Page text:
6.3 The Committee notes that the definition of racial discrimination in article 1 (1) of the Convention clearly states that a fundamental element of such discrimination is that it has the purpose or effect of nullifying or impairing the recognition, enjoyment or exercise, on an equal footing, of human rights or fundamental freedoms in the political, economic, social, cultural or any other field of public life. It is therefore necessary to establish whether the rights of the petitioner in the field of public life have been affected, and if so, which rights and/or freedoms are violated by the impossibility to include his patronym in the identification card. This brings the Committee to the State party’s first argument, under rule 91, subparagraph (b), of the rules of procedure, namely, that the petitioner has failed to indicate exactly which right protected by the Convention was violated in his case.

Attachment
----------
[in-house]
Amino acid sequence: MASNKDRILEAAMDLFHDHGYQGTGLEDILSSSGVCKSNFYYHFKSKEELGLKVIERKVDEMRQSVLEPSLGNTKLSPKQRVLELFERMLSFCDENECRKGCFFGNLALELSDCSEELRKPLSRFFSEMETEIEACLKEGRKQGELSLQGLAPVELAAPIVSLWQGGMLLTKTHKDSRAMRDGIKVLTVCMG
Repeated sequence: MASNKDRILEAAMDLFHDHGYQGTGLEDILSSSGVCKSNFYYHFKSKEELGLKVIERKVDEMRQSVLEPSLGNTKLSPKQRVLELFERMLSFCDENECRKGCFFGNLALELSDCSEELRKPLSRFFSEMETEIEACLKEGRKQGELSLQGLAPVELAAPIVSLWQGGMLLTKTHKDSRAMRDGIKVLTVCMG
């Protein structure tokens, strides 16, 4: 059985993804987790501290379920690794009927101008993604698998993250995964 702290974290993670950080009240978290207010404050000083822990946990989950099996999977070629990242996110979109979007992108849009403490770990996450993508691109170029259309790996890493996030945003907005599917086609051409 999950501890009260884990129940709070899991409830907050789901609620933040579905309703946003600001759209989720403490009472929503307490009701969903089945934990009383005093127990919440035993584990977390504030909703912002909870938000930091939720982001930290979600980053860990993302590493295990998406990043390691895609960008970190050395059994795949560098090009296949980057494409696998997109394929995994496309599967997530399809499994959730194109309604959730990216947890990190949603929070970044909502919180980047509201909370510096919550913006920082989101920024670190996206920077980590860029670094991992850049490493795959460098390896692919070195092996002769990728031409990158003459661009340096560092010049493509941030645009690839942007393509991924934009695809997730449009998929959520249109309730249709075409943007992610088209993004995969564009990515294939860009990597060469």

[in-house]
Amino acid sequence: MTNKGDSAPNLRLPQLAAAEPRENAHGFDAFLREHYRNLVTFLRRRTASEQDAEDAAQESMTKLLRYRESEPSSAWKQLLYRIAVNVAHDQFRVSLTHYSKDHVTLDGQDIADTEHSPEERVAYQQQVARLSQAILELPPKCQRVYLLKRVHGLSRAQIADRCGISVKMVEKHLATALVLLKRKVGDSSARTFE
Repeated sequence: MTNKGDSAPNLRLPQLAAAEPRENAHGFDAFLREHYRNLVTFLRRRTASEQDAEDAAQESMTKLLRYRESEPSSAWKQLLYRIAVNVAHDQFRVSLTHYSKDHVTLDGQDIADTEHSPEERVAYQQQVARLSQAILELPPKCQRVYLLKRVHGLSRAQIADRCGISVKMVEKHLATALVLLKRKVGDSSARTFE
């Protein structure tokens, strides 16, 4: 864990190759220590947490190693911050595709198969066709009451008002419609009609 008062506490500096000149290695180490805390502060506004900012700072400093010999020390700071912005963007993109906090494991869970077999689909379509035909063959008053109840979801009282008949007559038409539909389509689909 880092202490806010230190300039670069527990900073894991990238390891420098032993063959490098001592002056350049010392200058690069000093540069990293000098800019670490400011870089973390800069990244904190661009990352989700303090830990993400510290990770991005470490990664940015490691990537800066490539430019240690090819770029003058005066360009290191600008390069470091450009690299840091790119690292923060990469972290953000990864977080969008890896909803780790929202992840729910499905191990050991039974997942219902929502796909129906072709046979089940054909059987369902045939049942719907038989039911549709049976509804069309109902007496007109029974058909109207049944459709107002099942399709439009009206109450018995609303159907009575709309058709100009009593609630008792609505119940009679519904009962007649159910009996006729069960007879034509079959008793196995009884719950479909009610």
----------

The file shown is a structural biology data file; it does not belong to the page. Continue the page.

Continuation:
6.4 The Committee notes that the petitioner belongs to Russian minority, specifically, Russian Old Believers, to whom a patronym constitutes an essential part of the name. The Committee notes the petitioner’s claim that by not including his patronym in the identification document, the State party destroys his national identity and offends his national dignity, as part of the Old Believers community. At the same time, the Committee notes that, beyond this general claim, the petitioner did not furnish any concrete example whereby the lack of patronym in the identification card put him in an unequal position with respect to enjoying his rights in the field of public life, compared with other nationals of the State party. Neither has the petitioner provided concrete examples of negative effects that the lack of a patronym in the official identification document have had on his private relations within the Russian minority and in particular, the Russian Old Believers community.